It could be, if St. Patrick’s Day and New Year’s Eve, are amateur night at the local pub, that the week before Halloween is Amateur Week at the local fabric store.
I was in the store the other day. The place was utterly overrun with ‘kids’ from the local colleges and universities, trying to figure out their costumes for their upcoming party weekend. I hope their parties are all toga parties, because if you wanted to make a good costume — you probably should have started two weeks ago.
The overworked staff was answering important questions like, “How much is a yard?”
THAT is a ‘kid’ — excuse me, a 19-year-old — who never took shop or home economics. Who never had to actually measure anything with a tape measure or a yardstick. Who never built her own bookcase, or sewed her own prom dress. She’s also got a posse in tow with her, three other young women, who also don’t know. That’s four people that have been utterly failed by the American school system — smart enough to go to college, well-off enough to buy fabric for a Halloween costume — and no idea how to measure it, much less shape it into a costume.
These young women bought four yards. For four costumes.
On the other side of the store, a young woman was desperately trying to talk to her mom, another three clueless friends in tow, trying to get coaching on how much fabric they needed to make costumes. No patterns. No plan. No idea how to read the pattern book. A store clerk (and me) trying to ask questions of her, of her friends, trying to get a sense of what they were trying to do. They were totally unwilling to accept help — all four of them utterly dependent on this one phone call to one mom…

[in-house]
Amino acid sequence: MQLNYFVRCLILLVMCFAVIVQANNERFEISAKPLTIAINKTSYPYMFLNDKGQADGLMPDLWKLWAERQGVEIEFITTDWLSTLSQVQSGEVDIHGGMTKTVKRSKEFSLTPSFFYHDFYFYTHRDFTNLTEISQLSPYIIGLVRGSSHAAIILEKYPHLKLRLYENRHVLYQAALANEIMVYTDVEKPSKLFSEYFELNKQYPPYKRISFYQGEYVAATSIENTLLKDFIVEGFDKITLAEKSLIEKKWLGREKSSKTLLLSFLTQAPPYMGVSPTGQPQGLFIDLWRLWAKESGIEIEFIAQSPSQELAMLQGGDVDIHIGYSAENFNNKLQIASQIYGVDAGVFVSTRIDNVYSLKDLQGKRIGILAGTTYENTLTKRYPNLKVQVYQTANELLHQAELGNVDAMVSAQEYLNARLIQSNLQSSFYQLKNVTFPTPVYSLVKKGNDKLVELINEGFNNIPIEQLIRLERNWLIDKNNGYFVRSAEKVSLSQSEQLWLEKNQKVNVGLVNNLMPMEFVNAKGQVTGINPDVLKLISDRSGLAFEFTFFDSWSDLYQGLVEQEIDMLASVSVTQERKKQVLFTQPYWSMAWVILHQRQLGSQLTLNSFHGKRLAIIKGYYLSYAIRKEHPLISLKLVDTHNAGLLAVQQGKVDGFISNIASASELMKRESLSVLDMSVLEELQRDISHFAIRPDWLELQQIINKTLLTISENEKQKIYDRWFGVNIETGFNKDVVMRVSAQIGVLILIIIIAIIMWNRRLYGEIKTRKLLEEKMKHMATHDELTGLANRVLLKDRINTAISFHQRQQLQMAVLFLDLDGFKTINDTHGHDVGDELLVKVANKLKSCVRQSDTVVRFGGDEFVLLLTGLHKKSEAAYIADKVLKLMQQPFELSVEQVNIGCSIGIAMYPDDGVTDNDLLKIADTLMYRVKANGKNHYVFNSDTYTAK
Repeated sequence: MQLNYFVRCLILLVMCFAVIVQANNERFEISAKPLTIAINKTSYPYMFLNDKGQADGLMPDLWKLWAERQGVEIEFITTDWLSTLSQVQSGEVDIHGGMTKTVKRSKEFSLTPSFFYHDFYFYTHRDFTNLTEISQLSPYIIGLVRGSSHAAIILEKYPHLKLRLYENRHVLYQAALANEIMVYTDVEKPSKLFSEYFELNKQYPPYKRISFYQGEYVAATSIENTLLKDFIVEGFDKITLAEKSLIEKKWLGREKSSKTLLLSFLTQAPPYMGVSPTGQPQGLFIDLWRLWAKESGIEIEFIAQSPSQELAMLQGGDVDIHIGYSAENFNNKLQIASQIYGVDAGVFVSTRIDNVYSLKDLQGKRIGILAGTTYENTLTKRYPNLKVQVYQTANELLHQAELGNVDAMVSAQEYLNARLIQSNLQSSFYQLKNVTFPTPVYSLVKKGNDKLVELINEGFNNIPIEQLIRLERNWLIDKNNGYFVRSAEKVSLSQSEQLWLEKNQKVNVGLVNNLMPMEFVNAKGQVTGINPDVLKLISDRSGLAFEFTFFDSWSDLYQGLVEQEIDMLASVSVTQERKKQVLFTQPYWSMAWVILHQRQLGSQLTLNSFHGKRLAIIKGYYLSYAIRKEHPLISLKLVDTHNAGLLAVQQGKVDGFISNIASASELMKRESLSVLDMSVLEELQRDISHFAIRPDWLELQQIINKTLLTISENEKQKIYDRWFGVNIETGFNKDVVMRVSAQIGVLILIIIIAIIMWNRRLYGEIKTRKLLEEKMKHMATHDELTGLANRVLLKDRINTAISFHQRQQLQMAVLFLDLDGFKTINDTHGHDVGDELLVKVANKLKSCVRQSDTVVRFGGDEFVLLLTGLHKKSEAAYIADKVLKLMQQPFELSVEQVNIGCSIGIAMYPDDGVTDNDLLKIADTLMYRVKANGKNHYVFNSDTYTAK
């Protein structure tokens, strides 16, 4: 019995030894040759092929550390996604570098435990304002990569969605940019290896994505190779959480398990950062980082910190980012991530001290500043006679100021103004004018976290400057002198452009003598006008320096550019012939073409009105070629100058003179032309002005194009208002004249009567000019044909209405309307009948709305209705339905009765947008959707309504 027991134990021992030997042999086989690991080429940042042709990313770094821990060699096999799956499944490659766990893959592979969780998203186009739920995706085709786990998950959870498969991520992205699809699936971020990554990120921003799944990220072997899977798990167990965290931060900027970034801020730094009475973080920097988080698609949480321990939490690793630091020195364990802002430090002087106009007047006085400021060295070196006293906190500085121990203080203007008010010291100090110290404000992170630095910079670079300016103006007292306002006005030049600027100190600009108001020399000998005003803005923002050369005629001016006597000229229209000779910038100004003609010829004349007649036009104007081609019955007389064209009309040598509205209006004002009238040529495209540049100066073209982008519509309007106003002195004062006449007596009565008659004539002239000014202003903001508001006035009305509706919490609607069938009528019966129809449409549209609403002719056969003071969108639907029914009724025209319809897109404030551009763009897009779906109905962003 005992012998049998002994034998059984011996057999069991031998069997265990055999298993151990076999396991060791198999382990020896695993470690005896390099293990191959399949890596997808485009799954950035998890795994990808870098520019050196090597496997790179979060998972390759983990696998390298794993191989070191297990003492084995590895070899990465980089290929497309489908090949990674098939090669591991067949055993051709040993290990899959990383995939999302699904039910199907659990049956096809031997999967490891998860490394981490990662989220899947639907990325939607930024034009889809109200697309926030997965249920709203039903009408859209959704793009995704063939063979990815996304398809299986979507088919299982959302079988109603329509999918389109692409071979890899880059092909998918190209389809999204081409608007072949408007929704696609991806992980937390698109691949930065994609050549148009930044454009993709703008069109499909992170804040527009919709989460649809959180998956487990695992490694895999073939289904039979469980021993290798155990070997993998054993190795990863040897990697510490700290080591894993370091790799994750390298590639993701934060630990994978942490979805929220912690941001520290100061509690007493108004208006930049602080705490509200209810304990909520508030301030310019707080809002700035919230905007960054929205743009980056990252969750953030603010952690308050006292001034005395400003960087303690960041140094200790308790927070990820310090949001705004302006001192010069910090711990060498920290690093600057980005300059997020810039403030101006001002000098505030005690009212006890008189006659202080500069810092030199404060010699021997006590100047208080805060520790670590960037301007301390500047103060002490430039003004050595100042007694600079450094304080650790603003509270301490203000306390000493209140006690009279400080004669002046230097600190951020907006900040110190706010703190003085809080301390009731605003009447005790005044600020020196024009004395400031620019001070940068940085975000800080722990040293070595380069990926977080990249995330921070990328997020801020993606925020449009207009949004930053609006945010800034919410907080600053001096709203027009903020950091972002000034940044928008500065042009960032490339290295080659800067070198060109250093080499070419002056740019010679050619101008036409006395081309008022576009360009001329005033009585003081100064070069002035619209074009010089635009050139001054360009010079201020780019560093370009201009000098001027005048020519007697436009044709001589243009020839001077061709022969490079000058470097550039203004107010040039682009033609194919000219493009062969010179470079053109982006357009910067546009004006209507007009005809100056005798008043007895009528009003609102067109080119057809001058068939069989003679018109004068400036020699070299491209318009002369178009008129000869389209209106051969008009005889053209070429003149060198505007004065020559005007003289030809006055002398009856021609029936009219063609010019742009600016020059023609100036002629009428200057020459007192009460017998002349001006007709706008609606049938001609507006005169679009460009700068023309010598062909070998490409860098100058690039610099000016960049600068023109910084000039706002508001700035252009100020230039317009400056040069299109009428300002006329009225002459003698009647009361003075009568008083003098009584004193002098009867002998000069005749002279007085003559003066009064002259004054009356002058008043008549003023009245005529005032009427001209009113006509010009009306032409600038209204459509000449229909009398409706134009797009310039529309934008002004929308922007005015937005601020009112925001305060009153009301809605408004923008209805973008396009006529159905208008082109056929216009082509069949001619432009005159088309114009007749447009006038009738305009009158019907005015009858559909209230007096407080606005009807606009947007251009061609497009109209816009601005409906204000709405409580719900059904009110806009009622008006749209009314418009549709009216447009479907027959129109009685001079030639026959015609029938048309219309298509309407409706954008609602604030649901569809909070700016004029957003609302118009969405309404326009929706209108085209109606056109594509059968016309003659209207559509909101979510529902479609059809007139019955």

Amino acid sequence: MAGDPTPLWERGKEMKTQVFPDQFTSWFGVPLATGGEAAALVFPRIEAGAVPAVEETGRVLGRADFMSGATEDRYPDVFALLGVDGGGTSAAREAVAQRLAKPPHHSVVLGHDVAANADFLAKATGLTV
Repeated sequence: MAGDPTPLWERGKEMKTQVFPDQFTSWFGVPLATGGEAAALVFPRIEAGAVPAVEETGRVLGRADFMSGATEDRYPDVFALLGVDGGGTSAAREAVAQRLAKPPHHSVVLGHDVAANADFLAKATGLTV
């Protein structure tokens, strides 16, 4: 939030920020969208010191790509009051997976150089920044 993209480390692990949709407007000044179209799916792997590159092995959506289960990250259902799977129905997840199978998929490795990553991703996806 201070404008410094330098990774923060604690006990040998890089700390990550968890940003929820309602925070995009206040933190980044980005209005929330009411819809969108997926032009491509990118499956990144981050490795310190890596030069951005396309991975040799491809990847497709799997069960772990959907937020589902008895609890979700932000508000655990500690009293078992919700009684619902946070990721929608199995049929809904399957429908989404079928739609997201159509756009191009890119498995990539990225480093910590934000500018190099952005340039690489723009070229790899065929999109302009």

Let’s assume they graduated from high school last spring. They’re four years out from middle school. They’ve managed to make it to college without working with cloth (one of the most fundamental materials of human history!), or measurements with actual yards.
Let me be clear — I don’t care if it’s yards or meters. Measurement is the critical skill here, measurement with actual tools and measurement with geometry and patterns. And here’s eight young people who have no idea. None at all, apparently, how to do any of this on their own.
That’s a failure of the American school system. You can’t tell me that these eight kids are unusual — American schools scrapped shop and home economics programs decades ago. (They haven’t even had effective computer programming classes in most of that time, either — so they don’t have that going for them, either.)
So, if you want to increase the effectiveness of American schools — to train designers and Makers, to create the next round of fashion designers and furniture makers — then you should clear a few classrooms of the cobwebs of abstract thinking, and start doing some more concrete work.
Bring back shop classes.